When shopping in the soil section or looking for soil ingredients, you may become confused about the difference between sphagnum vs peat moss. They’re not one and the same! Let me set the record straight and break down the differences and when to use each.
Is Peat Moss the Same as Sphagnum Moss?
Many people will use these terms interchangeably; I’ve certainly been guilty of this. The confusion makes sense since peat moss is often also called sphagnum peat moss. But just that one word of peat means very different things.
Both peat moss and sphagnum come from the same plants. Sphagnum actually refers to the genus of the plants, where there are over 380 species of sphagnum. However, the difference between sphagnum moss vs peat moss is the part of the plant being used.
Sphagnum moss is the top layer of moss, while peat moss is the layer of decomposed moss that’s been compressed.
Let’s break down each a little more!
Sphagnum moss refers to many different sphagnum species. This moss grows on top of damp soil or a bog, thriving in wet climates. Most commercially harvested moss comes from Canada, New Zealand, Ireland, and Scotland.
The top layer of the moss is harvested, dried, compressed, and then bagged to be sold to us plant lovers. The texture of sphagnum moss is very light and fluffy. It almost feels like a sponge when wet. It can appear as varying shades of green, grey, and brown.
Sphagnum moss can take about 5-6 years to grow, so harvesting must be done carefully to avoid disrupting the surrounding environment.
What do you use sphagnum moss for?
Sphagnum moss is usually sold as either long-fibered or milled. The long-fibre strands is the sphagnum moss in its natural form, while the milled is finely chopped moss. When you hydrate the moss, it greatly expands.
Peat moss is decayed sphagnum moss and other decaying organic materials like surrounding plants, animals, and insects. The peat moss is harvested below the sphagnum moss, going to the deeper layers of those boggy environments.
Peat moss accumulates very slowly, taking upwards of thousands of years to make due to the lack of air to aid with decomposing. It compresses the moss, creating a very light and highly absorbent dirt-like soil amendment.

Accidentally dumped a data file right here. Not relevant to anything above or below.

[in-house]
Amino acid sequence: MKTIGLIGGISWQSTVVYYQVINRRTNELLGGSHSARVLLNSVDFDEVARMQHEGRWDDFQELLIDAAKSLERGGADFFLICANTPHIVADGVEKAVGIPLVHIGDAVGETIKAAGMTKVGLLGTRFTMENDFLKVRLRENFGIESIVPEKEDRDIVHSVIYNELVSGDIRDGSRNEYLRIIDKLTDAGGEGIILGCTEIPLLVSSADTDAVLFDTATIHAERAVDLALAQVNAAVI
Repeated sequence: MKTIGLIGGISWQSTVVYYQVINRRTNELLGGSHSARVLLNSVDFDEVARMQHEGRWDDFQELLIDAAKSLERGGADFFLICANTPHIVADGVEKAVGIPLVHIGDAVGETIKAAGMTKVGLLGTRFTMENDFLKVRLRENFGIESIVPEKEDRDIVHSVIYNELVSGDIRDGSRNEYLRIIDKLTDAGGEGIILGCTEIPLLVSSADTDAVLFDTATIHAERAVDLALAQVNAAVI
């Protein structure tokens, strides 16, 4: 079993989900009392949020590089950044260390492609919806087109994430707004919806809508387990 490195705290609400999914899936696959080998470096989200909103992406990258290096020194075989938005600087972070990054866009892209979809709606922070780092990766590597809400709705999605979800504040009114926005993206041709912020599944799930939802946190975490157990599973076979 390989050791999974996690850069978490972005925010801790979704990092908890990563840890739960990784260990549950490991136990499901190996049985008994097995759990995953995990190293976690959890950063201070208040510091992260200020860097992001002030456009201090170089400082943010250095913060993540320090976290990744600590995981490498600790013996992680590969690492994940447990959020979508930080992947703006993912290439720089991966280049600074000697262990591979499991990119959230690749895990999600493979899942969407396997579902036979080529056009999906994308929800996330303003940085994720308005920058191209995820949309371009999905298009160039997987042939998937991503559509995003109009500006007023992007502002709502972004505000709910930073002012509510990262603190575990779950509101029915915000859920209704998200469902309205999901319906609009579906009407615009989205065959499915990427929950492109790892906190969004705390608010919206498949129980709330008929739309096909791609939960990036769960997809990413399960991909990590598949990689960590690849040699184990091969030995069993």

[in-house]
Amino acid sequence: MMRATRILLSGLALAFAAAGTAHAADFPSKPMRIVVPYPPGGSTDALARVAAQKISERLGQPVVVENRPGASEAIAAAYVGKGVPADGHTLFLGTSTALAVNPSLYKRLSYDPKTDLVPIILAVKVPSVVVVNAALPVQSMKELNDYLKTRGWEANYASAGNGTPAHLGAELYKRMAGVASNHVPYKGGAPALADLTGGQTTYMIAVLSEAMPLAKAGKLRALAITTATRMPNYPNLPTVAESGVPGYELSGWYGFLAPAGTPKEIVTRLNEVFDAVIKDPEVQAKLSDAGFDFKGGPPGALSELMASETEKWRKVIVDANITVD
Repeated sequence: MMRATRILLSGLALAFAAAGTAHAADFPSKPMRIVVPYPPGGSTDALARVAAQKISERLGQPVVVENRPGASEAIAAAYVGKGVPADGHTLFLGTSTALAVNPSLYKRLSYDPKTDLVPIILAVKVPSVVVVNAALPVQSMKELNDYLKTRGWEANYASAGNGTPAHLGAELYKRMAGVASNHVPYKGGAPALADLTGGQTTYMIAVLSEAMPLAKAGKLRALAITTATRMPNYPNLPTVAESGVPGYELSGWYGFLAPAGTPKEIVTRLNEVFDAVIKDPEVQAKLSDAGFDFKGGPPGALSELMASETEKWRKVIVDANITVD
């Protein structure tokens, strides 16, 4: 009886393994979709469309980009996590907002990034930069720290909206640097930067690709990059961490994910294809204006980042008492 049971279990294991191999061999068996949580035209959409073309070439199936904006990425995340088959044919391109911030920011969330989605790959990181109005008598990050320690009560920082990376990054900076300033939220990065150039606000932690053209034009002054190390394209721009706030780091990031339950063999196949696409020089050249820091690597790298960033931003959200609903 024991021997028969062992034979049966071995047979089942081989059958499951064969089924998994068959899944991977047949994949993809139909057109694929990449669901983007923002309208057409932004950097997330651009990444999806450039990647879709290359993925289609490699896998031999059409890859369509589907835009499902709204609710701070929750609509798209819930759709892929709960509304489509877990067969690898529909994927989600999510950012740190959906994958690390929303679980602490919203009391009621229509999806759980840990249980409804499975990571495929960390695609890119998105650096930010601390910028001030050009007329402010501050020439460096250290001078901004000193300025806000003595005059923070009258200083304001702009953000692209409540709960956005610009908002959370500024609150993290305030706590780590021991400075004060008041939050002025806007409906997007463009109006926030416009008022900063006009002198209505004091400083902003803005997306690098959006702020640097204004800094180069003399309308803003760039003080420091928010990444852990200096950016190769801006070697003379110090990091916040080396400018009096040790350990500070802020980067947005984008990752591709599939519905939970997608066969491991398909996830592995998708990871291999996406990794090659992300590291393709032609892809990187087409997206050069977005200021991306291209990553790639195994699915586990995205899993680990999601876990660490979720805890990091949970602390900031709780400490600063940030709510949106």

While a popular ingredient for commercially sold soil, there are many sustainability issues regarding peat. The very slow regeneration process makes it highly unsustainable. The peat moss also comes from highly sensitive ecosystems, and the complicated harvesting process often disrupts the local environment and releases tons of stored carbon.
I dive deeper into why peat isn’t a sustainable option in my soil recipes post if you want to learn more about why I don’t use it in my garden and try some peat-free recipes instead.
What do you use peat moss for?
Peat moss is mostly used for outdoor gardening rather than indoors. It’s often mixed into store-bought blends for both gardening beds and containers.
People love peat moss because it’s excellent at retaining moisture. Since it comes from this spongy moss that grows in wet climates, it helps soil that’s dry and also lacks airflow.
Peat moss is also very acidic, so it can help change your soil’s acidity.
Sphagnum Moss vs Peat Moss
So which one is better for you? Let me break down the main positives and negatives of sphagnum moss vs peat moss.
- Neutral pH
- Excellent water retention (spongy)
- Great for seed-starting and aroid plants
- Lots of airflow
- Good for propagating
- Doesn’t contain significant nutrients. Must be combined with a material like leca.
- Inexpensive garden amendment
- Acidic pH. It may require lime for neutralizing.
- High in tannins
- Excellent water retention
- Major sustainability issues
- Needs rehydration or it makes soil stiff when dry.
Frequently Asked Questions About Sphagnum Moss and Peat Moss
Sphagnum moss technically does decompose into peat moss, but it takes a long time. It’s very resistant to rotting since it has lots of airflow when used for plants and gardening.
However, sphagnum moss does soak up to 20x its water weight. When using it for the first time, hydrate it and let it sit for 15ish minutes. Then, squeeze out any excess water and avoid packing it too tightly.
These plants have very different applications. Sphagnum moss is great for adding water and airflow to roots but doesn’t provide nutrients. People use it for terrariums, hanging baskets, wreaths, propagating, and aroid plants.
Peat moss is commonly mixed with soil outdoors to increase water retention and acidity. Because peat moss has large sustainability issues, I don’t use it at all in my garden. There are many other soil amendments and soil recipes you can use instead.